Yeah, Nieshka was stupid at times, but it meant things kept happening! The book kept moving! There was always some nonsense going on because she couldn’t just leave well enough alone.

And sure, the Dragon was a bit of an ass, but I totally understood it! If some girl came in and totally disrupted my way of life after decades of doing what I have to do as the HBIC wizard of the land, I would be pissy and short-tempered with her as well.

For me, there was just a perfect balance for these characters to be unlikable but likable. They had their flaws (don’t we all?), but there was enough understanding on my part to still root them on.

And that’s not even getting into the other characters. Let’s just say for those of you who want strong friendships in a book: Kasia, Kasia, Kasia. I love that girl

That magic stuff

Haha, come on, don’t you remember my Fantastic Beasts and Where to Find Them review: Fantastic beasts, boys, and magic… It doesn’t take much to win me over? I’m a sucker for magic in stories.

I think my favorite thing about the magic in this story is how… evil it was. (That’s not surprising, huh?) I loved that The Woods was this mysterious place full of dark magic where people would disappear and the trees themselves couldn’t be trusted. And that even when the wizards used magic, it was often to fight (even at times against themselves). It didn’t seem like the magic was just used for the hell of it. It was ruthless and intimidating in many ways, and I think that’s a good thing.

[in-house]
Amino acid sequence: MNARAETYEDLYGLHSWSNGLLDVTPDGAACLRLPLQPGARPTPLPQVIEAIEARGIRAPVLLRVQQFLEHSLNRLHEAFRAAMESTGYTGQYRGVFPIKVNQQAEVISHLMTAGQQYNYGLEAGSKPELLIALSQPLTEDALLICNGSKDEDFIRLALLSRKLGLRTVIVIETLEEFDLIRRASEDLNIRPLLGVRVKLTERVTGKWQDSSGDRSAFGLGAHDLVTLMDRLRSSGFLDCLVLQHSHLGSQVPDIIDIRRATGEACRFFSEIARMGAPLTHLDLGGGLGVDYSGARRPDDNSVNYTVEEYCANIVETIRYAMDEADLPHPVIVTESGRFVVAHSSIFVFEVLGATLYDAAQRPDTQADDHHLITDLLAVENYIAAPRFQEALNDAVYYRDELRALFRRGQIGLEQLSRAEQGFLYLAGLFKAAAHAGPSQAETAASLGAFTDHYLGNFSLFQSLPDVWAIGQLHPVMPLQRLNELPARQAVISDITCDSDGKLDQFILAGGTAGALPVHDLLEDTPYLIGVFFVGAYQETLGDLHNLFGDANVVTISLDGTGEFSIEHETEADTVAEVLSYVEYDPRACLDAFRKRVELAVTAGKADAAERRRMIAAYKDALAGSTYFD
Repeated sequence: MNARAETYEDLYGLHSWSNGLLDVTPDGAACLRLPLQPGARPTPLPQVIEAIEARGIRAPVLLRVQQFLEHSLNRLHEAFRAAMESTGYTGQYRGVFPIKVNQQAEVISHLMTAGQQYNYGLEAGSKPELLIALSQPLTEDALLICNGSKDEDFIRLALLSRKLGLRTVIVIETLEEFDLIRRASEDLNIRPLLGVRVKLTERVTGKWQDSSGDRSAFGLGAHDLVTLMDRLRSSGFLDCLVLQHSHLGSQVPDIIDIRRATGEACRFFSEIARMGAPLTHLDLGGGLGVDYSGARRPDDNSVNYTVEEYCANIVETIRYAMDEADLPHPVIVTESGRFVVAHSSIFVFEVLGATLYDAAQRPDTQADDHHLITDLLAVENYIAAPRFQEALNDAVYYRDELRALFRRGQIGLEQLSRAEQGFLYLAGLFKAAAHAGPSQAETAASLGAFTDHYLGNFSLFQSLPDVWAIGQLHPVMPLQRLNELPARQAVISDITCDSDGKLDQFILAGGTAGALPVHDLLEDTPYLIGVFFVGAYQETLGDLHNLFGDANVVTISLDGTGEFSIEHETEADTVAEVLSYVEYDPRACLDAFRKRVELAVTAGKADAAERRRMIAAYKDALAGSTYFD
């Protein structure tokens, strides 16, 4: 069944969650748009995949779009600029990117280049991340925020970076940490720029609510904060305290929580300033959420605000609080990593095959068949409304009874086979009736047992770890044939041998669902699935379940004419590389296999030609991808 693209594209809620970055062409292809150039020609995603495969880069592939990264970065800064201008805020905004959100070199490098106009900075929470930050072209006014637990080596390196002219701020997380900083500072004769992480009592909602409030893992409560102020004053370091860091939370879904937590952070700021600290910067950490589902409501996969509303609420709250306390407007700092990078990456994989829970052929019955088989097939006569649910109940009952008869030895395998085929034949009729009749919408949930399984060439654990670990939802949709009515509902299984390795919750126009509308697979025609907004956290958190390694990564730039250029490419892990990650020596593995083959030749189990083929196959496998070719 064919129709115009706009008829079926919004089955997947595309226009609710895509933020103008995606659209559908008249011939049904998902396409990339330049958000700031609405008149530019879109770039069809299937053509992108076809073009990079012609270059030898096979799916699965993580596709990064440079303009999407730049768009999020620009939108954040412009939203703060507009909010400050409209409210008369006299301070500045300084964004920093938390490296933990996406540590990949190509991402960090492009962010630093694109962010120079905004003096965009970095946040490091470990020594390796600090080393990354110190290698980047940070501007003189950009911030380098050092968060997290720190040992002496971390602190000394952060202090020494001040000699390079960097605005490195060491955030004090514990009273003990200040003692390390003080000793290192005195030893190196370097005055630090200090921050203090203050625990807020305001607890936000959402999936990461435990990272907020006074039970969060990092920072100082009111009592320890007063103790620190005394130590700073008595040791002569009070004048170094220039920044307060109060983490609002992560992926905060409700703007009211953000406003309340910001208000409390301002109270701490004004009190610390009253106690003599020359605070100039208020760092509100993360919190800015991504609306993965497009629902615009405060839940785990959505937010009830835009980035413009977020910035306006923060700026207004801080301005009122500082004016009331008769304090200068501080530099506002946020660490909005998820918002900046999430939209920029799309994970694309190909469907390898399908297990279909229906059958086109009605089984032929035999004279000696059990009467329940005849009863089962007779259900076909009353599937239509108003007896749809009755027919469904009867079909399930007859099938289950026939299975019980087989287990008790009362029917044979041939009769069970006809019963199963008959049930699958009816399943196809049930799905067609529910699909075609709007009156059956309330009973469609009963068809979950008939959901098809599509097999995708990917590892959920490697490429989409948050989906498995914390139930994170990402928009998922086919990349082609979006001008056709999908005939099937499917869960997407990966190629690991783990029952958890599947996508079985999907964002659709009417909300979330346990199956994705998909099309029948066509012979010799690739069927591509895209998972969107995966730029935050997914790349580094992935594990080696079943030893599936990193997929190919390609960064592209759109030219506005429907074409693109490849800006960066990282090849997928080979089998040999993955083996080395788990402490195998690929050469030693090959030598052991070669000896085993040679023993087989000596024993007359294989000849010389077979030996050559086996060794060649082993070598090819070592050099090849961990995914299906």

I also liked the contrast that appeared between Nieshka’s and the Dragon’s magic. While it did make her seem a Special Snowflake in some ways, it was quite intriguing and I enjoyed watching their different types of magic come together.

I’d say the only thing that didn’t work for me at times was the consequence of using magic. This was one of those stories in which using magic exhausts the wizard, and using it too much can be deadly. And yet at times it seemed like wizards were using magic after magic after magic with some minor fatigue but nothing as serious of a consequence as one would expect. I mean, obviously I don’t know the daily limit to a wizard’s power, but boy, were they put to work.

Oh, and I would’ve liked Baba Jaga to make an appearance or to dive deeper into her story. I wanted to know more.